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Last pushed: 3 years ago
Short Description
Docker image for static DASH (“the Debian Almquist Shell”) without GPLv2 parts
Full Description

Docker image for static DASH

Repository name in Docker Hub: williamyeh/dash

This Docker image contains only a static version of DASH (“the Debian Almquist Shell”).

Purpose

To build a minimal Docker image, you may begin with scratch, and then add something (usually static binary files without any runtime dependency) into it.

Sometimes we'd also like to put simple wrapper scripts into the image, too. Most people will begin with base images such as busybox, progrium/busybox, or alpine. However, even the BusyBox itself can be slimed down further, since the only thing needed here is a sh-compatible shell to interpret and execute our *.sh files.

For this case, I build a minimal Docker base image that contains only a statically linked program: DASH (“the Debian Almquist Shell”). To be more friendly to derived work, I also replace the only GPLv2 part in DASH (the mksignames.c file) with an MIT-style data source: “SIGNAL(7) in Linux Programmer’s Manual”.

Features

  • Highly compatible with "sh" (Bourne Shell).

  • Small (about 1.4 MB).

  • Permissive free software license.

Usage

Mostly used as a base image. For example:

# First, inherit from this image...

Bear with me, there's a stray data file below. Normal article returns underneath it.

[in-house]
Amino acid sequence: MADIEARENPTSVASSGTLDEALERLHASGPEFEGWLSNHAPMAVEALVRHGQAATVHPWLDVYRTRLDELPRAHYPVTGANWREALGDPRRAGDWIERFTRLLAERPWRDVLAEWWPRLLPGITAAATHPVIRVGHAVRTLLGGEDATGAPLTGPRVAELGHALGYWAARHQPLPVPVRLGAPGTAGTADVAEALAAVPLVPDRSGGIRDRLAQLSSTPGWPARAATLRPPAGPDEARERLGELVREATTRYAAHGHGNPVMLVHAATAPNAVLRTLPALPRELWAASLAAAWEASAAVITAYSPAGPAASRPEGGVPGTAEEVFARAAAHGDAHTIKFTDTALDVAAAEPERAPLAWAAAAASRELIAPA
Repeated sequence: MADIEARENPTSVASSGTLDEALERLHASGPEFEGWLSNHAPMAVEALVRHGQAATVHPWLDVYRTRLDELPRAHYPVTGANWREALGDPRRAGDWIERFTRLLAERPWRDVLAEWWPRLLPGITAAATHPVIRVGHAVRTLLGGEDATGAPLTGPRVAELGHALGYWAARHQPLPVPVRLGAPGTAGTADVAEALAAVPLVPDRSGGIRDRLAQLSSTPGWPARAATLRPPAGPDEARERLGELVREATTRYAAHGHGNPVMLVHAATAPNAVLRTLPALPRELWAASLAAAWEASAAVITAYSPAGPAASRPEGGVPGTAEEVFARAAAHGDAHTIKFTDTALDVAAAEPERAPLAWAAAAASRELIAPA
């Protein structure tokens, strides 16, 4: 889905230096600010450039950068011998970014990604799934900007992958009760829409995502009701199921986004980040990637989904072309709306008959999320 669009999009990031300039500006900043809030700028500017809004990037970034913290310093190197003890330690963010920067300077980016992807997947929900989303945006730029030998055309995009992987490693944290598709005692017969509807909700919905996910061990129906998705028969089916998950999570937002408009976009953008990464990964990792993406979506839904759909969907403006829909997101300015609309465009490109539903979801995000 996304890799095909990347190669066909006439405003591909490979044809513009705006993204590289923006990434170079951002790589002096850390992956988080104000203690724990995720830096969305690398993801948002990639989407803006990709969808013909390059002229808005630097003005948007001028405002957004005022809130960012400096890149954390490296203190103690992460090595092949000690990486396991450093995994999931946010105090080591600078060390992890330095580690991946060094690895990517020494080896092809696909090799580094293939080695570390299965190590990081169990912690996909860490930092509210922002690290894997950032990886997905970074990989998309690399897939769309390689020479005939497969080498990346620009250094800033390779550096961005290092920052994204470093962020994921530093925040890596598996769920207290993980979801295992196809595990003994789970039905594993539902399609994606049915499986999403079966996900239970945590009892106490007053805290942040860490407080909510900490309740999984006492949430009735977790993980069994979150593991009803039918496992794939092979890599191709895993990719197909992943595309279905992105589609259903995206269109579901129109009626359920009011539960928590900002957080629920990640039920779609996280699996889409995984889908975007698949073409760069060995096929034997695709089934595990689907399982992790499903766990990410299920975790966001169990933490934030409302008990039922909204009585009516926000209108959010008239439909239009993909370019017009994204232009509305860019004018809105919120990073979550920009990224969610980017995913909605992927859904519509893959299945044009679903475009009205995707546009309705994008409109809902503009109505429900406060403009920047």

FROM williamyeh/dash

# Then, put your static binaries and scripts below...
COPY ...
ADD  ...

About the rootfs

To build the rootfs on your own, see instructions for more details.

Dependencies

  • scratch.

History

  • 1.1 - Replace the only GPLv2 part in DASH (mksignames.c) with an MIT-style data source.
  • 1.0 - Initial release.

Author

William Yeh, william.pjyeh@gmail.com

License

This image contains three components; each has its own license statement, respectively.

  1. The first part is DASH. This part, excluding the mksignames.c file (removed from this Docker image), is primarily licensed under 3-clause BSD. See the license file of DASH for more details.

  2. The second part, the new-signames.c file, is hand-crafted by me according to an MIT-style data source: “SIGNAL(7) in Linux Programmer’s Manual”.

  3. The remain parts, written by me, is released to public domain. See LICENSE file for details.

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williamyeh
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